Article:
Dr. Dimitrakopoulos received his Ph.D., M.Phil., and M.S. degrees in Materials Science from Columbia University in 1993, 1993, and 1989, respectively, and his Diploma degree from the National Technical University, Athens, Greece in 1986. He is currently a Professor in the Dept. of Chemical Engineering, at the University of Massachusetts, Amherst. From 1995 to 2013, he was a Research Staff Member at IBM T. J. Watson Research Center, where he worked on organic and hybrid semiconductor materials and devices for large area flexible electronics, and more recently on wafer-scale epitaxial graphene growth, characterization, and optoelectronic devices. He also worked in the area of microelectronic chip interconnects studying the effects of UV and e-beam curing on the formation and properties of porous ultra-low k dielectrics. From 1993 to 1995 he was a Postdoctoral Fellow at Philips Research Laboratories (Natuurkundig Laboratorium) in Eindhoven, The Netherlands, where he worked on pentacene thin film transistors.
He holds 83 US patents, and has authored or co-authored more than 80 publications in journals and proceedings, with a total citation count of more than 17,180 times by 1/2017 (for a complete and updated list please visit his Google Scholar profile using the link provided under the “Publications” tab). He has given more than 70 invited talks at national and international conferences and academic, government, and industrial institutions.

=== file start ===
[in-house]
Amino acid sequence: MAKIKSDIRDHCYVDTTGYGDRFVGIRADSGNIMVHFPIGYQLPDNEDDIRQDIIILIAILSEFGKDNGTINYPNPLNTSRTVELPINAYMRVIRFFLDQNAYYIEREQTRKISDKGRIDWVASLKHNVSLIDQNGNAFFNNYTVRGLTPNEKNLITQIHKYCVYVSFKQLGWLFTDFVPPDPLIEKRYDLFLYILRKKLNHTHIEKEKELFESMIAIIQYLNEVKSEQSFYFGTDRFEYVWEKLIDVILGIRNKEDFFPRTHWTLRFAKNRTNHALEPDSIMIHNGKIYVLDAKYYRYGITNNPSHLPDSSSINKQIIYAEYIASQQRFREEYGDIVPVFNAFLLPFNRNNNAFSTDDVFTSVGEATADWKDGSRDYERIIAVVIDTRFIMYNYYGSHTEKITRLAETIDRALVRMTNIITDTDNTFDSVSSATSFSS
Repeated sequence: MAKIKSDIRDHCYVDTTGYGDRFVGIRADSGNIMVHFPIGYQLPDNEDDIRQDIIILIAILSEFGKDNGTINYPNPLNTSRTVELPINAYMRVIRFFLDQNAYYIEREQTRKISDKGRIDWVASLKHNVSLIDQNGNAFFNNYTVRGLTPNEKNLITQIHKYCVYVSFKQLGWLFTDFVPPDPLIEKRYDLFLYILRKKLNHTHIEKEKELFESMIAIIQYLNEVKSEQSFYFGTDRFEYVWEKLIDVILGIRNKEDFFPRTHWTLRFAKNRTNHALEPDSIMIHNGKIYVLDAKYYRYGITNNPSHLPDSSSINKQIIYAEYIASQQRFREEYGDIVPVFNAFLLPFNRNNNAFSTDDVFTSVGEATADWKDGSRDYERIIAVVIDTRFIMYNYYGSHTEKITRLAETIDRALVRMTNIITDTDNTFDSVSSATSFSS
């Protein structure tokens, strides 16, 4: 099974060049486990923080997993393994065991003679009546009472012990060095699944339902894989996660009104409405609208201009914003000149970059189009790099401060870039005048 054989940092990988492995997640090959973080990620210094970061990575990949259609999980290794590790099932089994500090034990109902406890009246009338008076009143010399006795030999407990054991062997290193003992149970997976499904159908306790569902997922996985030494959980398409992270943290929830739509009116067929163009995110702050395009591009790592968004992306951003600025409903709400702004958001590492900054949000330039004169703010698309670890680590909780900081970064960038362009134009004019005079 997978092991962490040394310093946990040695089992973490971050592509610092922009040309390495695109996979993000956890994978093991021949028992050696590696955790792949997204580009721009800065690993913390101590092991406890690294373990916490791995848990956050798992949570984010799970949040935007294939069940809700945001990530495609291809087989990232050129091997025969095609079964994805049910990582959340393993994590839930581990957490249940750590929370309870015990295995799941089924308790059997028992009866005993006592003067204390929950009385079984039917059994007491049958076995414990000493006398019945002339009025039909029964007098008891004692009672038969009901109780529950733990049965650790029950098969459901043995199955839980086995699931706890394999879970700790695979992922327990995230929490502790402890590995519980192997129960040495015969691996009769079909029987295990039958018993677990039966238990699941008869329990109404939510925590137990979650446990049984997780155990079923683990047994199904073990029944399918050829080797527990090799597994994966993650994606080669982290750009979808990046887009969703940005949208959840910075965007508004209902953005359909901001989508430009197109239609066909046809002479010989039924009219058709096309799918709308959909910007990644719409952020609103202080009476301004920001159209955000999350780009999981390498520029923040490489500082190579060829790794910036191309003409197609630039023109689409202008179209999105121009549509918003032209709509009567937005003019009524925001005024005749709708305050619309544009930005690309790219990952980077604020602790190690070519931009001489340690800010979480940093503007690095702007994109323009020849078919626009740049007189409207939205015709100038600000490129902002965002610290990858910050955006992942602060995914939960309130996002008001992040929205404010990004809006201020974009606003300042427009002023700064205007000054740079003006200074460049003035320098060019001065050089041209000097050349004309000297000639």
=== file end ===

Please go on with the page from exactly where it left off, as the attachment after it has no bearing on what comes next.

One of his papers published in 2002 was listed in the top-ten of the Most-Cited Papers in Materials Science from 1996-2006 (Thomson ESI), and was the most-cited paper from IBM Corp. for the decade 1998-2008 (Thomson Sciencewatch.com). He has been the co-recipient of the 2001 Paul Rappaport Award by the Institute of Electrical and Electronics Engineers (IEEE), and an Extraordinary Technical Accomplishment Award (2008) by IBM Corp. Other honors include: Master Inventor at IBM Research; an Outstanding Innovation Award (2000), and an IBM Research Division Award (2005) by IBM Corp. In 2000, he shared the Technology of the Year Award by Industry Week. While at Columbia, he received the IBM Research Fellowship for the years 1991 and 1992, the Francis Rhodes Prize in 1989 and the Paul Nichoplus Interschool Scholarship.